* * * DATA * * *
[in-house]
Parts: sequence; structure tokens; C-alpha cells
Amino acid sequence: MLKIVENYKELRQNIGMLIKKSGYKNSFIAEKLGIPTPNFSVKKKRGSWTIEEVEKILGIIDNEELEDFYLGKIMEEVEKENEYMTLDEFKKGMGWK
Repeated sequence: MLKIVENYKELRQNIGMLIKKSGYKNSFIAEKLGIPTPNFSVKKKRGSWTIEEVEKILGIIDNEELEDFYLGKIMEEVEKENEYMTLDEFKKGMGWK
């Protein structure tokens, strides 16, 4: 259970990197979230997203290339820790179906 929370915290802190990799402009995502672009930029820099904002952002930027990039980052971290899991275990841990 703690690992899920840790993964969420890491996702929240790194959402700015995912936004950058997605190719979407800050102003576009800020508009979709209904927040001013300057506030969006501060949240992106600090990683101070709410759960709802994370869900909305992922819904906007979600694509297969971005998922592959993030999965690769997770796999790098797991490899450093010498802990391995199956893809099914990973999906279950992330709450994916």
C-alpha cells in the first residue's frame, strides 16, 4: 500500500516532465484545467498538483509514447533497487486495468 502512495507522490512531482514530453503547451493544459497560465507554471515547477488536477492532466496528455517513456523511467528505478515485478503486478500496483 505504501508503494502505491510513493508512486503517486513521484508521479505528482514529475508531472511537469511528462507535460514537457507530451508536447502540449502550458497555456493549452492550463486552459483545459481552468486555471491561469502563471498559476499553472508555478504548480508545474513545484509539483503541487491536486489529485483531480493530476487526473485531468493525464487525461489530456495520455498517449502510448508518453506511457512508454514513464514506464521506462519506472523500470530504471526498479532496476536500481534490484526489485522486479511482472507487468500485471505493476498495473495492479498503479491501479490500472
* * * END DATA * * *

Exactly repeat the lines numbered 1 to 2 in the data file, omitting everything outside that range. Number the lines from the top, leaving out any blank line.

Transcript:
[in-house]
Parts: sequence; structure tokens; C-alpha cells